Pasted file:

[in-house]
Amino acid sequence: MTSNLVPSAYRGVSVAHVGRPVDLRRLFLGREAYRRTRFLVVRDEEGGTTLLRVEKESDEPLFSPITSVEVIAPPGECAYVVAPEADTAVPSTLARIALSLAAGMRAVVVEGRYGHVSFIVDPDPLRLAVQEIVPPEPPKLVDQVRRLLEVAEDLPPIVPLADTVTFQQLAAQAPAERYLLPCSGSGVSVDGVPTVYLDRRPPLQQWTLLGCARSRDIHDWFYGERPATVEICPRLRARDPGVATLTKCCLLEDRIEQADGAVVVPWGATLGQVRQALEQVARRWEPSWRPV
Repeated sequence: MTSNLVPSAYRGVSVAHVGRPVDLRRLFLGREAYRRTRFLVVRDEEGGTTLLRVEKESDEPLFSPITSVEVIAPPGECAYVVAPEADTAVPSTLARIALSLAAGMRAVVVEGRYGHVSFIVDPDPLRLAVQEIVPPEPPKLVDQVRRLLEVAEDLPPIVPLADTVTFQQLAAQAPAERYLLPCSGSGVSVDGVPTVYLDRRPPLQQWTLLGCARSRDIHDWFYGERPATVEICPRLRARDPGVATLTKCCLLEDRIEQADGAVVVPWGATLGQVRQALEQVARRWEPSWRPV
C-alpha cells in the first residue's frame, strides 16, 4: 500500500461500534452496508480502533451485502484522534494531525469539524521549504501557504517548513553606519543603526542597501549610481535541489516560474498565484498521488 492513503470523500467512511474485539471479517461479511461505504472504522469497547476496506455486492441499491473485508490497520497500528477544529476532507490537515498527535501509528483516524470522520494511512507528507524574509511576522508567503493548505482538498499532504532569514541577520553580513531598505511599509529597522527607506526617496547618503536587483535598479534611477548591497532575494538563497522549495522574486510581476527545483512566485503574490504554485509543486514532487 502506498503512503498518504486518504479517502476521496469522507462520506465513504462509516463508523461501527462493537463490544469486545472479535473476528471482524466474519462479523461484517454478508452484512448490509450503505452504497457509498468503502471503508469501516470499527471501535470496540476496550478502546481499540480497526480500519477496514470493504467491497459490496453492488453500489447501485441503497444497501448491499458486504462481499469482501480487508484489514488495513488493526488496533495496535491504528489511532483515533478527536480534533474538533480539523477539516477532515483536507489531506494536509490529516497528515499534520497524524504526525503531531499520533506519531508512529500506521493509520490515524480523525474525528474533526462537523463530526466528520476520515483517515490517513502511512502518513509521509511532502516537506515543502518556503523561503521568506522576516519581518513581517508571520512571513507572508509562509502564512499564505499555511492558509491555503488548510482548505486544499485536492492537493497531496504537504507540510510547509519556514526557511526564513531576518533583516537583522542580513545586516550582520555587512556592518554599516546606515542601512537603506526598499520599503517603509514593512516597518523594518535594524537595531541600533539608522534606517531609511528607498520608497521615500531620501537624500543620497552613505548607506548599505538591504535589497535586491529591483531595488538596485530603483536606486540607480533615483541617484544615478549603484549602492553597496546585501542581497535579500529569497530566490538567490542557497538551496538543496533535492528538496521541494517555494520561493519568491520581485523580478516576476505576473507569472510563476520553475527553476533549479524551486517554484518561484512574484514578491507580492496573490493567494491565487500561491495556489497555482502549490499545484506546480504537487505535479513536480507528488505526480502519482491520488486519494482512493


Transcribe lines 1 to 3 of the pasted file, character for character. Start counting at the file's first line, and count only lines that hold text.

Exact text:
[in-house]
Amino acid sequence: MTSNLVPSAYRGVSVAHVGRPVDLRRLFLGREAYRRTRFLVVRDEEGGTTLLRVEKESDEPLFSPITSVEVIAPPGECAYVVAPEADTAVPSTLARIALSLAAGMRAVVVEGRYGHVSFIVDPDPLRLAVQEIVPPEPPKLVDQVRRLLEVAEDLPPIVPLADTVTFQQLAAQAPAERYLLPCSGSGVSVDGVPTVYLDRRPPLQQWTLLGCARSRDIHDWFYGERPATVEICPRLRARDPGVATLTKCCLLEDRIEQADGAVVVPWGATLGQVRQALEQVARRWEPSWRPV
Repeated sequence: MTSNLVPSAYRGVSVAHVGRPVDLRRLFLGREAYRRTRFLVVRDEEGGTTLLRVEKESDEPLFSPITSVEVIAPPGECAYVVAPEADTAVPSTLARIALSLAAGMRAVVVEGRYGHVSFIVDPDPLRLAVQEIVPPEPPKLVDQVRRLLEVAEDLPPIVPLADTVTFQQLAAQAPAERYLLPCSGSGVSVDGVPTVYLDRRPPLQQWTLLGCARSRDIHDWFYGERPATVEICPRLRARDPGVATLTKCCLLEDRIEQADGAVVVPWGATLGQVRQALEQVARRWEPSWRPV